A course for anyone writing in an ancestral, heritage language, whether rematriating or culturally connected. This class will center Indigenous-language poetry to investigate questions of what is ours and how we can create bridges between the Western and Indigenous world, as the poet N. Scott Momaday advises.
Through using poetry in the process of Rematriation, this class investigates responsibility, reparations, allyship, and identity via ancestral connection and veneration. From exercises engaging with specific ancestors to bringing heritage language/s into poems, we will open up our poetics to strengthening by our ancestors, via craft elements of multilingual poetry.
For the first meetings, we’ll examine and discuss examples of various BIPOC and settler/European perspectives on what Rematriation comprises and what it offers to poetic practice. We’ll also do a writing prompt each class. On the third meeting, participants are invited to bring a family heirloom, document, or object representing one or more of their matrilineal ancestral culture/s (meaning: from one of the culture/s from which their mother, grandmothers or great-grandmothers first originated). Via writing prompts, we'll seek to explicate and deepen our understanding of the ways in which we hold connections to our matrilineal line/s, both through the concept of inheritance and dis/inheritance. In the final two weeks we’ll have student-led presentations of your work and the projects you’re hoping to do going forward.
Class meetings will be held over video chat, using Zoom accessed from your private class page. While you can use Zoom from your browser, we recommend downloading the desktop client so you have access to all platform features.
- Learning and using ancestral languages in poetry strengthens personal and group identity as well as supports an attitude of radical respect toward other people and cultures.
- Anti-appropriative writing begins with strengthening one's own cultural awareness.
- Rematriation practices support a strong sense of human dignity across human difference.
- 10% discount on all future Catapult classes
In the first two weeks, students generate and receive informational examples, presentations and readings. Over the following six weeks, students submit and receive verbal & written feedback on two separate poetry packets. Over the eight weeks in total, poets can reference and examine readings as desired, in addition to weekly prompts/portals based off of poetic examples. The suggested poems per packet are at a lower number of 2-4, because this work is an emerging form, but if you have up to six poems you’d be welcome to submit up to that number per packet.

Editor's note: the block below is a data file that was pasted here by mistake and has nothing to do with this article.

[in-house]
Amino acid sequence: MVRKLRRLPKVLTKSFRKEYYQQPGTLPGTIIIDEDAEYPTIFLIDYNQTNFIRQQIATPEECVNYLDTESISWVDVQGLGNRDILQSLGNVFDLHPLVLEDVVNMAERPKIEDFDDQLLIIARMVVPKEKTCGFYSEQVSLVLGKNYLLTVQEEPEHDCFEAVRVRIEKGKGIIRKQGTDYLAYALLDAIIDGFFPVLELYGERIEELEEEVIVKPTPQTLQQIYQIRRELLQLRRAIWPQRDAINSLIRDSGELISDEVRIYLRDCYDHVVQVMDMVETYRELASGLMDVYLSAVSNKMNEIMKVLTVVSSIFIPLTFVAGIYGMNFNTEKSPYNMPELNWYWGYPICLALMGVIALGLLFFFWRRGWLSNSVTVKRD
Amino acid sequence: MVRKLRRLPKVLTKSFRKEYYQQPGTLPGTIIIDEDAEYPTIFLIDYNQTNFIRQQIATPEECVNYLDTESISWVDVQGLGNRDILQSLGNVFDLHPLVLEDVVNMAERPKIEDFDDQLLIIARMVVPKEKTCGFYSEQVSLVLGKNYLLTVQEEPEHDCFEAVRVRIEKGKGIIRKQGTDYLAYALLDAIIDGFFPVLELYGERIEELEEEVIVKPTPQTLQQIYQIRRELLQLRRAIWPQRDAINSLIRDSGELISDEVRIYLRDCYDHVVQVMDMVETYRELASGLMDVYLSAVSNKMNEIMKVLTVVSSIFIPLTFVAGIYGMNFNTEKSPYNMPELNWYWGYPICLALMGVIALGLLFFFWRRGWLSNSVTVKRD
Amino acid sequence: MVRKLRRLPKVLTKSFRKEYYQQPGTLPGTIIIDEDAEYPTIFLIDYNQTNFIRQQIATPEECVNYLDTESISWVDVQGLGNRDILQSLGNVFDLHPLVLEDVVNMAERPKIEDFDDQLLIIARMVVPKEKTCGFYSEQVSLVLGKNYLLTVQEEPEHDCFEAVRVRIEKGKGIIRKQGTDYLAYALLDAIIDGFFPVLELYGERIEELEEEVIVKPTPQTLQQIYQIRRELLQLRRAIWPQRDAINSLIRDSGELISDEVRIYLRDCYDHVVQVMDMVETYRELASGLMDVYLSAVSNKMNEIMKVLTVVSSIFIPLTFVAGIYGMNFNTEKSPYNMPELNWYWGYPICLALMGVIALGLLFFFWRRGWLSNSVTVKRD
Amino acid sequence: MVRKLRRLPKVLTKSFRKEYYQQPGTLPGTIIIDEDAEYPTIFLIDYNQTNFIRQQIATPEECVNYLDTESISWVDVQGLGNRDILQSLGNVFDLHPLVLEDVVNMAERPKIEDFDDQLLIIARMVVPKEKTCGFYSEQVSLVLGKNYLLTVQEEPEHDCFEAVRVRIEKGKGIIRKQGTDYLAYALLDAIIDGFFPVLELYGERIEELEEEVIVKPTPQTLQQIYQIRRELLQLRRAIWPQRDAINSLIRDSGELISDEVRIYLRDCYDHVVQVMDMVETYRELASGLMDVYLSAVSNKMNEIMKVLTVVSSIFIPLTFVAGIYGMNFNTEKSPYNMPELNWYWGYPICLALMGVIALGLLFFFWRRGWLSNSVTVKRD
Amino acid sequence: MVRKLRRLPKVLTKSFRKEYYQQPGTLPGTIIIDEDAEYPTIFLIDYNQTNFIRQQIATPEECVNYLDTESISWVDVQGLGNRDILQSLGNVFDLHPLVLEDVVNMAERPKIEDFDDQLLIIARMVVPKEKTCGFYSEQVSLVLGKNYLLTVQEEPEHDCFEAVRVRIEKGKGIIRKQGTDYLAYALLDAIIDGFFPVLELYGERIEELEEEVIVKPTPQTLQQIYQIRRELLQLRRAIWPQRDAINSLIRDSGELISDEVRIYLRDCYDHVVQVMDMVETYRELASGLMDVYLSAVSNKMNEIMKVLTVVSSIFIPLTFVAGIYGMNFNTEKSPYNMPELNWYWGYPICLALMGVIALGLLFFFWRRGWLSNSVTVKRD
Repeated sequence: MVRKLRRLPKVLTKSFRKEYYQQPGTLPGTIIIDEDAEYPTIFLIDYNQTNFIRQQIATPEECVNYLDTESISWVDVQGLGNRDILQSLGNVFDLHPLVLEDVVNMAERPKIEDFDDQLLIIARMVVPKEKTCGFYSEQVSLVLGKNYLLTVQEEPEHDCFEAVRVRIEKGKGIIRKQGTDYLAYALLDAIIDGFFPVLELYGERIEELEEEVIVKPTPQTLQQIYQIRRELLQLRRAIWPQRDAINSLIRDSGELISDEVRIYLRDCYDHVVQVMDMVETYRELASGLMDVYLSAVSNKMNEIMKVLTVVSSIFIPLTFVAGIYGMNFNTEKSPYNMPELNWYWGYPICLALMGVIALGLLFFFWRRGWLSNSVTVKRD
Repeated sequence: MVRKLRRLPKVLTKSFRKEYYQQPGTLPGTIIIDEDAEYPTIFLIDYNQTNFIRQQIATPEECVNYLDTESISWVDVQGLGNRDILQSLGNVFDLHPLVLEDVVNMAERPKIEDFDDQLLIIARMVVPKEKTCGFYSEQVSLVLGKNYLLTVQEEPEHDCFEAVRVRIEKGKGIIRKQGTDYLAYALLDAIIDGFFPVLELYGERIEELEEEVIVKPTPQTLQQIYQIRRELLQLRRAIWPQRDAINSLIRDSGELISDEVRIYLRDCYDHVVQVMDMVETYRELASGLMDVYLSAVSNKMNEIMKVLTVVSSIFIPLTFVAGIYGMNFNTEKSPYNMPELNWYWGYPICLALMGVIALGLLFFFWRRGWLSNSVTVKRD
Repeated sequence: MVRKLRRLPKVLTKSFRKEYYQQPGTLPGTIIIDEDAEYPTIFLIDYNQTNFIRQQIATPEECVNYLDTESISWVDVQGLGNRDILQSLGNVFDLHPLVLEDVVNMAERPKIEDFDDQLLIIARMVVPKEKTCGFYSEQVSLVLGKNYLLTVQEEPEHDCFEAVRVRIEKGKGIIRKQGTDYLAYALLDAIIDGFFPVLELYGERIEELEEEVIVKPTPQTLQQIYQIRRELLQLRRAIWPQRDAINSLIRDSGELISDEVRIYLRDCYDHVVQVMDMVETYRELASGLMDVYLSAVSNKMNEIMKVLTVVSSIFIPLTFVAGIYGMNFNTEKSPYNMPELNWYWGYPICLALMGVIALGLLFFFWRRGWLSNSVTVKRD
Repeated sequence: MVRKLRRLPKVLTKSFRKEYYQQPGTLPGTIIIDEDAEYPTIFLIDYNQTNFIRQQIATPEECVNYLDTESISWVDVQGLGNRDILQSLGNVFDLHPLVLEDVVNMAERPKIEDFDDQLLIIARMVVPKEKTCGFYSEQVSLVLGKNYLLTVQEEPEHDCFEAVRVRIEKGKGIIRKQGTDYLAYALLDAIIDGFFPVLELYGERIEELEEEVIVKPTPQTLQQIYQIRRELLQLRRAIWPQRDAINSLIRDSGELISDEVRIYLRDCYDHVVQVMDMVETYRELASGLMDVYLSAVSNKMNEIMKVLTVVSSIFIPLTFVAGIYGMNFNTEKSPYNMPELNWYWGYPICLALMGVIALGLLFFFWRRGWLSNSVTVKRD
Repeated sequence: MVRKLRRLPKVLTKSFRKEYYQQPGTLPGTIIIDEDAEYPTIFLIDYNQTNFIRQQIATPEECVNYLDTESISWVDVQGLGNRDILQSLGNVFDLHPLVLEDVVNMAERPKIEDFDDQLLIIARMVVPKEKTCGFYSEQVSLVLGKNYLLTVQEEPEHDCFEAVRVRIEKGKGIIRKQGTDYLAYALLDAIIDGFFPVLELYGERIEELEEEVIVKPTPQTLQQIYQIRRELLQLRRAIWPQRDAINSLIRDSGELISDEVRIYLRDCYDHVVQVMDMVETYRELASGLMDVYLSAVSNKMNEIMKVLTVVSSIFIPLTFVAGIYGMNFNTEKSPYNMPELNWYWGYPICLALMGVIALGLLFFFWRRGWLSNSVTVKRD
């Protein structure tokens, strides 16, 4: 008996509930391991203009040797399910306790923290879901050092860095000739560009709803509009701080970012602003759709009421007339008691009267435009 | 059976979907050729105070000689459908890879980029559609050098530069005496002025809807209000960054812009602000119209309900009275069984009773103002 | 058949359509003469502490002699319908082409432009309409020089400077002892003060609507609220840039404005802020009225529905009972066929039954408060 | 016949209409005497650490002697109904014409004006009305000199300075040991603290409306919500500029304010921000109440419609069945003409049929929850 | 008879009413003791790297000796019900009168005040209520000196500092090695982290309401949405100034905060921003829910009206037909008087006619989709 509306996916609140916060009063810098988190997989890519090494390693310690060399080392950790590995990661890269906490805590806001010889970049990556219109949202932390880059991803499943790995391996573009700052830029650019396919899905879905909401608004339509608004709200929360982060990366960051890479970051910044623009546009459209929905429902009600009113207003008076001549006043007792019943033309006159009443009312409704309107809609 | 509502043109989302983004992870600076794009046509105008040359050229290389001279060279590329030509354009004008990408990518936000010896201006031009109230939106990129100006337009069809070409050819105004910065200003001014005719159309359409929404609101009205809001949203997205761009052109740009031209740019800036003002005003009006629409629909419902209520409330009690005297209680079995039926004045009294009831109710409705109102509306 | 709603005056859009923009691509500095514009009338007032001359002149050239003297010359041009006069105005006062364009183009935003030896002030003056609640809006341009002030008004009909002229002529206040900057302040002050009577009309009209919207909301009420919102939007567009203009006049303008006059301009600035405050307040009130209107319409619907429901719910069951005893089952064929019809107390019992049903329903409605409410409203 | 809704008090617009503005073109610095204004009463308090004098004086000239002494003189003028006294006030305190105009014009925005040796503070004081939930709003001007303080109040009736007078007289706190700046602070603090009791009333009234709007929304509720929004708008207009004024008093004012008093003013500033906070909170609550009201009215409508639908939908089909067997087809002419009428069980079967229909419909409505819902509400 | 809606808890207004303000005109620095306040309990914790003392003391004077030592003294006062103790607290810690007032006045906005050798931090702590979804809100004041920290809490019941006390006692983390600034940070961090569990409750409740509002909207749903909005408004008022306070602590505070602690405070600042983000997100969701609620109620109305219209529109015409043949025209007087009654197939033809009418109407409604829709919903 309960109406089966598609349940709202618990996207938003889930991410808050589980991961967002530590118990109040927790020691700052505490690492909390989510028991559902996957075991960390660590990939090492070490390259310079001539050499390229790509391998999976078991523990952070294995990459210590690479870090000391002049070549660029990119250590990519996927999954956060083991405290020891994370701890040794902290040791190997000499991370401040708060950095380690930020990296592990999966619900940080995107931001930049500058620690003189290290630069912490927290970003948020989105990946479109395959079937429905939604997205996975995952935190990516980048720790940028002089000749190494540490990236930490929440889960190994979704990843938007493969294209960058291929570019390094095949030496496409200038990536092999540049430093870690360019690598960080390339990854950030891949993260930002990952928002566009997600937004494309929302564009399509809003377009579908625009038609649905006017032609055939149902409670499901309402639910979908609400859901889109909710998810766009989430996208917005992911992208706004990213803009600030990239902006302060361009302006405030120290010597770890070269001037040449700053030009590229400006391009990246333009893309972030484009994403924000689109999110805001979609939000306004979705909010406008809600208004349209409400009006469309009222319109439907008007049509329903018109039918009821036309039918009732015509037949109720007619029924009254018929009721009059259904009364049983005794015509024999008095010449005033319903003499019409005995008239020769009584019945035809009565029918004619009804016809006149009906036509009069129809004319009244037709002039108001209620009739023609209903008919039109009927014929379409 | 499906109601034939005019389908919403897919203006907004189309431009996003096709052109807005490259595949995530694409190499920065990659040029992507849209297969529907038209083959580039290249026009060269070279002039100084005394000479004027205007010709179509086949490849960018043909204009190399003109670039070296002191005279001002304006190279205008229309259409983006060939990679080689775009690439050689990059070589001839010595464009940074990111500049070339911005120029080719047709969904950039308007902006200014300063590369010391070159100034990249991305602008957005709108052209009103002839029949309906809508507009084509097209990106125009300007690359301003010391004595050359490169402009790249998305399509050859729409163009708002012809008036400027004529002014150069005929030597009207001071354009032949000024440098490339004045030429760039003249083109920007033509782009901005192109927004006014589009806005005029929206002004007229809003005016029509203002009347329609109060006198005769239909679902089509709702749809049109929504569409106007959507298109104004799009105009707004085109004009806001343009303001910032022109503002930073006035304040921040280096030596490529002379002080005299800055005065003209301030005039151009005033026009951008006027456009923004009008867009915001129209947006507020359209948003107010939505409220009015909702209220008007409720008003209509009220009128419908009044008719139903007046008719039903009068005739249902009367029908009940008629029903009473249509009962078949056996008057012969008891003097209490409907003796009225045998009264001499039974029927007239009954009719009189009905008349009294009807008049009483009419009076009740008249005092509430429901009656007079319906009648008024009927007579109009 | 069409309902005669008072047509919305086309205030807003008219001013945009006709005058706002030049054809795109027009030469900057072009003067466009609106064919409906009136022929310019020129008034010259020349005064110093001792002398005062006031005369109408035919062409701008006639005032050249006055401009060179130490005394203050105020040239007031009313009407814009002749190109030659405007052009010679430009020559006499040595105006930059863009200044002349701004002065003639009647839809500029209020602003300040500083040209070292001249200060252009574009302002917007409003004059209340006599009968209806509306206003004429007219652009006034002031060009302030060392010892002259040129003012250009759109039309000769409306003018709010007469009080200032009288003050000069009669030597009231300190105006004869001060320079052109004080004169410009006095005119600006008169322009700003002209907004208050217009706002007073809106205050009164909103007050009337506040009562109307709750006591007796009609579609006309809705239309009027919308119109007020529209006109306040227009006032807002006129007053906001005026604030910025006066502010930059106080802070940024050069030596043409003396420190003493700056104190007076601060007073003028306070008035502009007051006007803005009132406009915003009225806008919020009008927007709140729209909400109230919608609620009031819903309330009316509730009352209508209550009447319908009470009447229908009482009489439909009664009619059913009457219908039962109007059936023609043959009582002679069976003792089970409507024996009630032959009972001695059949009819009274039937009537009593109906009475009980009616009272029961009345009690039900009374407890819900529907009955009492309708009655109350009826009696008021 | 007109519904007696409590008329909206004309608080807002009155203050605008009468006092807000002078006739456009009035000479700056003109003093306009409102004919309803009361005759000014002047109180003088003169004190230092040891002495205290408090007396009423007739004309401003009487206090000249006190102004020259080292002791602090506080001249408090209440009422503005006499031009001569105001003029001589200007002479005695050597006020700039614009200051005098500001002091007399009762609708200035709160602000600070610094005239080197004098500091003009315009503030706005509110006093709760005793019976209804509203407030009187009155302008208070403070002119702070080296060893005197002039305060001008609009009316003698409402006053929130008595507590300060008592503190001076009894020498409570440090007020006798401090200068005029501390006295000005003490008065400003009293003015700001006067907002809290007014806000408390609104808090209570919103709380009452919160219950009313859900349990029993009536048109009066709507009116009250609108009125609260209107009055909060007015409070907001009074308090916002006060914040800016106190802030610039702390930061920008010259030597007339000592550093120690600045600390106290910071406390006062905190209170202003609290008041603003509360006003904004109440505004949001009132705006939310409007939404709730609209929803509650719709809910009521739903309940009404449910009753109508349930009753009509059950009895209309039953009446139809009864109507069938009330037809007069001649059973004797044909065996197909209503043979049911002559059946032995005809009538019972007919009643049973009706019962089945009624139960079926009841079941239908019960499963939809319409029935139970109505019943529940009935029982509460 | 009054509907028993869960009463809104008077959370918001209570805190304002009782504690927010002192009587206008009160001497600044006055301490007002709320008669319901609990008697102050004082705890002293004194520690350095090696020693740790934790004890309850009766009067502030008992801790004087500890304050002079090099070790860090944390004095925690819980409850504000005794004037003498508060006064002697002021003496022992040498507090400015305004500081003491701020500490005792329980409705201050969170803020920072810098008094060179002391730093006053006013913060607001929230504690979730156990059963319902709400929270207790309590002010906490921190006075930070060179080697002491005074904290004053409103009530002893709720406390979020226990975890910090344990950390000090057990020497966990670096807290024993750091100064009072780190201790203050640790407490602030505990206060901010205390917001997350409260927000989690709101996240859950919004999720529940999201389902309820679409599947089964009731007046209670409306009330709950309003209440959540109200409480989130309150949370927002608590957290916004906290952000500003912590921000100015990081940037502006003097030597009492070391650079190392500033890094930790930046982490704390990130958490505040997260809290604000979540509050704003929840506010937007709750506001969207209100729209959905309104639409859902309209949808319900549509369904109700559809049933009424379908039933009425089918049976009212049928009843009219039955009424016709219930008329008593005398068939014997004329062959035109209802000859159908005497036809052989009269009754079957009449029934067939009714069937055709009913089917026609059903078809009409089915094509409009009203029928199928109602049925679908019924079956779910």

WEEK 1: Ancestral Veneration & Responsibility
WEEK 2: Rematriation (Anti-Appropriative Poetics)
WEEK 3: Multilingual Craft in the Americas
WEEK 4: Land Connection
WEEK 5: Language Connection
WEEK 6: Contemporary-Ancient Aesthetics
WEEK 7: Word, Form & Picture Play; Presentations
WEEK 8: Poem Presentations
Chelsea T. Hicks' writing has been published in McSweeney's, Yellow Medicine Review, the LA Review of Books, Indian Country Today, Believer Magazine, The Audacity, The Paris Review and elsewhere. 'A Calm & Normal Heart' inspired by the Wazhazhe ie phrase, Nantse Wacpe, is her first book, out June 2022 from Unnamed Press. She is a citizen of the Osage Nation and her district is Waxakaolin or Pawhuska. She is a 2022-2023 Tulsa Artist Fellow and received a 2021 LIFT Award from the Native Arts & Cultures Foundation. She has taught writing at the Institute of American Indian Arts, where she received her MFA, and she also holds a master’s in creative writing from the University of California, Davis. She is a 2016 and 2017 Writing By Writers Fellow as well as a 2016 Wah-Zha-Zhi Woman Artist featured by the Osage Nation Museum.
"Hicks has an extraordinary sense of detail. She has a poet’s eye."
"As strong and supple as a new tree branch and I am smitten."
"So propulsive and smart and fun."
“For me, her teaching style brings to light a challenge that is often quietly endured by all learners of Indigenous languages, providing a source of inspiration to overcome those barriers.”
"The manner [Chelsea] presented her curriculum inspired everyone to reach out to our individual communities ... brilliant and noteworthy."
“I am so honored to have been able to participate in the learning communities she has helped foster and look forward to seeing how she continues to share her knowledge in community.”
“Gentle and consistent centering of ancestral language and roots creates openings and rooms for expressions that might not otherwise have been found.”
“She builds a safe space where we feel comfortable discussing the uncomfortable, such as trauma and coloniality. ... As a writer, professor, and researcher in the field of Indigenous Literatures myself, I feel very fortunate for the opportunity to build knowledge and to broaden the conversation on creative writing and literature with Hicks.”
“I deeply appreciate Chelsea's approach to teaching that balances sharing what inspires her continued growth and exploration, holding space for students to contribute their knowledge, and providing generative feedback that is both insightful and kind.”
“Chelsea is a very encouraging, knowledgeable, and helpful instructor. I felt very motivated to keep learning in her class and will carry many of the things she taught us beyond the classroom into my everyday learning.”
“Chelsea has a way of consistently encouraging growth! Her feedback was both inspiring and informative. Each session was engaging, and I left with more confidence to incorporate my own heritage language in writing than ever!”